The TV journalist was 92 and had undergone minor surgery during the third week of October, only to suffer what were termed “serious complications.”
Rooney, a widower since 2004, is survived by his four children.
A mere two weeks before his hospitalization, on Oct. 2, Rooney signed off a final time from the CBS Sunday-night weekly newsmagazine that made him a household name – thanks to 1,097 essays on topics ranging from religion to his messy office.
Speaking to PEOPLE in 1995, at the time his WWII memoir, My War, had just been published, Rooney, originally from Albany, N.Y., recalled his collegiate, military and, eventually, journalistic career.
Drafted in 1941 while still a junior at Colgate University, Rooney had flirted with the idea of declaring himself a conscientious objector, only to conclude he wasn’t a pacifist, after all. As it turned out, his only hand-to-hand combat came during basic training at Fort Bragg, N.C., when a bullying corporal challenged the “college guy” to fight – and quickly discovered that a liberal arts education can include learning how to apply a paralyzing full nelson.
Covered World War II
Rooney would see plenty of action, as well as the notorious Buchenwald death camp, in his four years of service – all from the vantage point of the press box. After arriving in England with the 17th Field Artillery Regiment in July 1942, he answered a call to help staff the Army’s London-based daily newspaper, Stars and Stripes, and quickly graduated from writing up medal ceremonies to covering the Eighth Air Force.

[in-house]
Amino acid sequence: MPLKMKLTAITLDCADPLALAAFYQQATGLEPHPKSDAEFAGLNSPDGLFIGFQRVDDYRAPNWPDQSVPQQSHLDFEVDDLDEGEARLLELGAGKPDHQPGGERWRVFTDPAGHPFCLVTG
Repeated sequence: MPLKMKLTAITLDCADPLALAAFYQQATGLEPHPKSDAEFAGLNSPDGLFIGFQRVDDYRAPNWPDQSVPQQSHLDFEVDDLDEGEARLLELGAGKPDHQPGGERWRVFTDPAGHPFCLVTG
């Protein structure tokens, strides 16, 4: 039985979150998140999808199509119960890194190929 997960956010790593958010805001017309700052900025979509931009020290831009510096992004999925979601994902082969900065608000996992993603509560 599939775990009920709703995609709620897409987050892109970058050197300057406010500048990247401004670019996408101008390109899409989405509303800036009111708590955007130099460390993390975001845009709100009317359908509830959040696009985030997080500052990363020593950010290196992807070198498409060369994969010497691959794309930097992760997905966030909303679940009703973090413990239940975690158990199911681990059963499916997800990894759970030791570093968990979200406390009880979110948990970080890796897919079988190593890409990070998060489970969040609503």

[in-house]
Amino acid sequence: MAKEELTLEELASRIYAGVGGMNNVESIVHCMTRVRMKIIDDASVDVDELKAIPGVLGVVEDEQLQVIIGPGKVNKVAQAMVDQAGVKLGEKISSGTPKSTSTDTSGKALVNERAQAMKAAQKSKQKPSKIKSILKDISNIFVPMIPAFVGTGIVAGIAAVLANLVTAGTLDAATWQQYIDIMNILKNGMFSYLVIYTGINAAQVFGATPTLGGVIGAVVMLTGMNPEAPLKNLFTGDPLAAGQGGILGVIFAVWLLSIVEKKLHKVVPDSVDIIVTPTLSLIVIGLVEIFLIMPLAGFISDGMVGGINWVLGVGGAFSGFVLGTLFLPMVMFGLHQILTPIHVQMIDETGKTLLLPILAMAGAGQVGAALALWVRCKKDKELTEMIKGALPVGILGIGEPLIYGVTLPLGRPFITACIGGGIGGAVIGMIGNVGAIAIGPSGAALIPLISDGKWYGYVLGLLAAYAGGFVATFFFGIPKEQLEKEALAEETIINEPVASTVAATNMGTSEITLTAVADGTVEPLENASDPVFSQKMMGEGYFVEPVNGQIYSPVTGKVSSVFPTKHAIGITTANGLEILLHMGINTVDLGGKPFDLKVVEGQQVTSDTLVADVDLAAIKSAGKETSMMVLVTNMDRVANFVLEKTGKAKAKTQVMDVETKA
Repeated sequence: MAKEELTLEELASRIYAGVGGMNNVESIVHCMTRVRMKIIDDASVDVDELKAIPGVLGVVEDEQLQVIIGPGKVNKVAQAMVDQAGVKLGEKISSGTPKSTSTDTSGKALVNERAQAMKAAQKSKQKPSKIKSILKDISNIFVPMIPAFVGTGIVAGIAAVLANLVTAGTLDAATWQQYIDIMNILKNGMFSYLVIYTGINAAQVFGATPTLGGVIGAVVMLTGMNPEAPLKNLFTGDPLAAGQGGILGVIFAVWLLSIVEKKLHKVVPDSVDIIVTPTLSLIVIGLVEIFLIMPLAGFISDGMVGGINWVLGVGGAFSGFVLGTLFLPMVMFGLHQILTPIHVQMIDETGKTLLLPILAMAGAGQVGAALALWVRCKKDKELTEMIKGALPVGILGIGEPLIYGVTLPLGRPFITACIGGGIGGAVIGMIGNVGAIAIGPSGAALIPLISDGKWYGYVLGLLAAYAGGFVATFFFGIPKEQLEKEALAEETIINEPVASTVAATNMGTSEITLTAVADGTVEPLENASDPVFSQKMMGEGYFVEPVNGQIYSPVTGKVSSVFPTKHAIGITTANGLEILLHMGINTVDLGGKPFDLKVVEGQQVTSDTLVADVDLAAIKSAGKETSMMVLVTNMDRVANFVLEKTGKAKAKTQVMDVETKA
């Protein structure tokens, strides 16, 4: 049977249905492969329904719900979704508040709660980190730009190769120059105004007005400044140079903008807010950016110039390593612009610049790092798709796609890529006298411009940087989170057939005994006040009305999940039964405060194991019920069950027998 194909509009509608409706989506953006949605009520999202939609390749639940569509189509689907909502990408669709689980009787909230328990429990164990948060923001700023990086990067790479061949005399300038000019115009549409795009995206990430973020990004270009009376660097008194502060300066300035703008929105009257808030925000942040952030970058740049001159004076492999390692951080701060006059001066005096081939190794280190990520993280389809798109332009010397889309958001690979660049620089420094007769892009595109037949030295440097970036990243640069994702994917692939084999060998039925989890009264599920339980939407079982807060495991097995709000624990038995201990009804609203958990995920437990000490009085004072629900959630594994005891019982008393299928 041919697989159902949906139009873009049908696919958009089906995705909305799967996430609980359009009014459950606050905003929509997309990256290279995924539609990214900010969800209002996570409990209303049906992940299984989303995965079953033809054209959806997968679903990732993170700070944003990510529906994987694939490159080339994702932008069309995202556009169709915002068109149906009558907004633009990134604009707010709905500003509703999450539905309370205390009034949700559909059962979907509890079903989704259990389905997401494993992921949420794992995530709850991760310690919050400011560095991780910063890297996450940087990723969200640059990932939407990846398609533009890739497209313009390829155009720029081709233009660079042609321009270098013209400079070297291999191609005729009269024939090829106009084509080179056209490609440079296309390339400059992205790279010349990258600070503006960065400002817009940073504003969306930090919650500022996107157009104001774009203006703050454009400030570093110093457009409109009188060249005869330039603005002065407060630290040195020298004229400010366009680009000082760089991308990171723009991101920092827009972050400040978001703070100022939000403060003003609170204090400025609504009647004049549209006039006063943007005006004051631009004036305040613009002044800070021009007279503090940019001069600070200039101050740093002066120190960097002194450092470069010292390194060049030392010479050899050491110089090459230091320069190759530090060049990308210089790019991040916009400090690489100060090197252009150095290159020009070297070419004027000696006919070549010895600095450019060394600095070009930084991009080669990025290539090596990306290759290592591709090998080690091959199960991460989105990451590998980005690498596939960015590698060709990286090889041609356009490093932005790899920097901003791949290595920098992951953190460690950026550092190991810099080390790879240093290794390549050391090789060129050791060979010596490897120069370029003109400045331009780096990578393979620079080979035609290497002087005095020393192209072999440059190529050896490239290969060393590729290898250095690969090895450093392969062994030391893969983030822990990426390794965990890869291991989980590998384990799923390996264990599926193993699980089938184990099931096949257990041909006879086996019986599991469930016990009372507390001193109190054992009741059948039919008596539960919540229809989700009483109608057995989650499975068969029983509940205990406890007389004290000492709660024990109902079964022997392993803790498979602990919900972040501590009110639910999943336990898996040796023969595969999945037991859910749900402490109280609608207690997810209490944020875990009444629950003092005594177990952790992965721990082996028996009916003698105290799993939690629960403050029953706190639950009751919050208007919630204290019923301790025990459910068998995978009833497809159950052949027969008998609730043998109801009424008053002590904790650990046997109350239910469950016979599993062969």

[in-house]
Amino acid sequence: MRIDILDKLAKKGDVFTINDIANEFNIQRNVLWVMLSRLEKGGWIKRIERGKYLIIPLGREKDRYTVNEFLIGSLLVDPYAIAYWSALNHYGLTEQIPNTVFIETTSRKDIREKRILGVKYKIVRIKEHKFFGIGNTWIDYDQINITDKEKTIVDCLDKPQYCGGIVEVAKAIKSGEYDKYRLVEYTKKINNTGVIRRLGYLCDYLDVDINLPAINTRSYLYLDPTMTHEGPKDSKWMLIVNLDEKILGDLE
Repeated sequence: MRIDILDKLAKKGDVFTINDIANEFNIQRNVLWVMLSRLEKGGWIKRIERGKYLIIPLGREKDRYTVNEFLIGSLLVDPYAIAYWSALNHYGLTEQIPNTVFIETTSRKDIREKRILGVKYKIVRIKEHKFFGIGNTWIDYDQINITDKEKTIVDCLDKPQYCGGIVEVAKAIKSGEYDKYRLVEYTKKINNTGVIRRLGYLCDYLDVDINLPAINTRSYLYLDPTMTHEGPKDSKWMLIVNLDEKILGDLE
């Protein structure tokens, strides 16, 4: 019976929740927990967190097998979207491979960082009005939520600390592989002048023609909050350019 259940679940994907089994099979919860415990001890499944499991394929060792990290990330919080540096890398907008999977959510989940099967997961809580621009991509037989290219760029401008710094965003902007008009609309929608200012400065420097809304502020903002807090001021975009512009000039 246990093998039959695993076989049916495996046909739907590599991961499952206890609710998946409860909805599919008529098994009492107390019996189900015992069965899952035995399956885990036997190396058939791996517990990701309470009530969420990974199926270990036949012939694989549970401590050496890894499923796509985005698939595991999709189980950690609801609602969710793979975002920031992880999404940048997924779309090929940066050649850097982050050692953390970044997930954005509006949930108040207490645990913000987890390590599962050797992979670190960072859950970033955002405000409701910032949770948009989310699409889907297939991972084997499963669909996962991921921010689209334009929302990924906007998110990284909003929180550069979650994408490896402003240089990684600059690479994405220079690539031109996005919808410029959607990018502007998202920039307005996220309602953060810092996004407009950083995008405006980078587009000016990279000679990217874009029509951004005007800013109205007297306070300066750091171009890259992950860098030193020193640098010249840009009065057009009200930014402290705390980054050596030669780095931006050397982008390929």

Among the others assigned to the bombing beat: Rooney’s future CBS associate, Walter Cronkite, then a United Press correspondent.
At war’s end, Rooney returned to the bride he had taken shortly before being shipped overseas, Marge Howard, a Bryn Mawr graduate whom he had known since they were teenagers. Within months of his arrival, the Rooneys, who eventually reared four children, were bound for Hollywood, where MGM was trying to produce a war scenario he had written, though the project didn’t pan out.
Rooney didn’t abandon showbiz, however. He went to work writing for such radio and TV stars as Arthur Godfrey and Garry Moore before teaming up with Harry Reasoner in 1962 on CBS documentaries.
After stints at PBS and ABC in the early 1970s, he joined 60 Minutes in 1978, lending his lighthearted personal touch to the end of the hour and, in his own crusty fashion, helping bring a smile to millions – and always providing fodder for water-cooler conversation the next morning.